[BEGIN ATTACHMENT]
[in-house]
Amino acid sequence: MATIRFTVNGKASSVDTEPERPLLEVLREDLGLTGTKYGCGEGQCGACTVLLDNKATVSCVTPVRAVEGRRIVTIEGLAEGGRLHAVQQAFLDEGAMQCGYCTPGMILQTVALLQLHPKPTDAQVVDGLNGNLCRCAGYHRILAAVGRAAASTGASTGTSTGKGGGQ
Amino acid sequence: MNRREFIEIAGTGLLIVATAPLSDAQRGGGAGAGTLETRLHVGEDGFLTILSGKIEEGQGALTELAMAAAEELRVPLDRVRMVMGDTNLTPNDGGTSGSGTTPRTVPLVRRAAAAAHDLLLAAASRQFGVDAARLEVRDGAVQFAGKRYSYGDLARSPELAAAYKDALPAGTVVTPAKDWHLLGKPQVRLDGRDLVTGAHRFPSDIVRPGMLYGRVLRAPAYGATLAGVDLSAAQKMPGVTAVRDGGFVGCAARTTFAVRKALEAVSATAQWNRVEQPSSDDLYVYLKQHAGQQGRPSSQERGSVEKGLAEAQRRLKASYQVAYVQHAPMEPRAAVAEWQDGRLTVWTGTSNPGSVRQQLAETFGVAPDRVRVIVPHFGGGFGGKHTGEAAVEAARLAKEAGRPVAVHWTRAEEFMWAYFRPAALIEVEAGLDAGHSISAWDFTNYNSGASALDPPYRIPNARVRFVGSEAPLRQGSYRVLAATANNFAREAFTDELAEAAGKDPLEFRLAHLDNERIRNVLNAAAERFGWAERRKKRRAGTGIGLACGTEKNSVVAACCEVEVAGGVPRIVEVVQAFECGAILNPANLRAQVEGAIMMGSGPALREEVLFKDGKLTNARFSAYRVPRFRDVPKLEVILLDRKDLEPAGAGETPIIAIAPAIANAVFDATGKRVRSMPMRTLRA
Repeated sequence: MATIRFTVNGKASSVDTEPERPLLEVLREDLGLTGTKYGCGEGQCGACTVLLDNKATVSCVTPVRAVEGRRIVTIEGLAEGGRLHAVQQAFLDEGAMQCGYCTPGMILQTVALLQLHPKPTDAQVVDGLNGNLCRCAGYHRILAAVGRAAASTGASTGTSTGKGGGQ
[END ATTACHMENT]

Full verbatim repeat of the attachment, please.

[in-house]
Amino acid sequence: MATIRFTVNGKASSVDTEPERPLLEVLREDLGLTGTKYGCGEGQCGACTVLLDNKATVSCVTPVRAVEGRRIVTIEGLAEGGRLHAVQQAFLDEGAMQCGYCTPGMILQTVALLQLHPKPTDAQVVDGLNGNLCRCAGYHRILAAVGRAAASTGASTGTSTGKGGGQ
Amino acid sequence: MNRREFIEIAGTGLLIVATAPLSDAQRGGGAGAGTLETRLHVGEDGFLTILSGKIEEGQGALTELAMAAAEELRVPLDRVRMVMGDTNLTPNDGGTSGSGTTPRTVPLVRRAAAAAHDLLLAAASRQFGVDAARLEVRDGAVQFAGKRYSYGDLARSPELAAAYKDALPAGTVVTPAKDWHLLGKPQVRLDGRDLVTGAHRFPSDIVRPGMLYGRVLRAPAYGATLAGVDLSAAQKMPGVTAVRDGGFVGCAARTTFAVRKALEAVSATAQWNRVEQPSSDDLYVYLKQHAGQQGRPSSQERGSVEKGLAEAQRRLKASYQVAYVQHAPMEPRAAVAEWQDGRLTVWTGTSNPGSVRQQLAETFGVAPDRVRVIVPHFGGGFGGKHTGEAAVEAARLAKEAGRPVAVHWTRAEEFMWAYFRPAALIEVEAGLDAGHSISAWDFTNYNSGASALDPPYRIPNARVRFVGSEAPLRQGSYRVLAATANNFAREAFTDELAEAAGKDPLEFRLAHLDNERIRNVLNAAAERFGWAERRKKRRAGTGIGLACGTEKNSVVAACCEVEVAGGVPRIVEVVQAFECGAILNPANLRAQVEGAIMMGSGPALREEVLFKDGKLTNARFSAYRVPRFRDVPKLEVILLDRKDLEPAGAGETPIIAIAPAIANAVFDATGKRVRSMPMRTLRA
Repeated sequence: MATIRFTVNGKASSVDTEPERPLLEVLREDLGLTGTKYGCGEGQCGACTVLLDNKATVSCVTPVRAVEGRRIVTIEGLAEGGRLHAVQQAFLDEGAMQCGYCTPGMILQTVALLQLHPKPTDAQVVDGLNGNLCRCAGYHRILAAVGRAAASTGASTGTSTGKGGGQ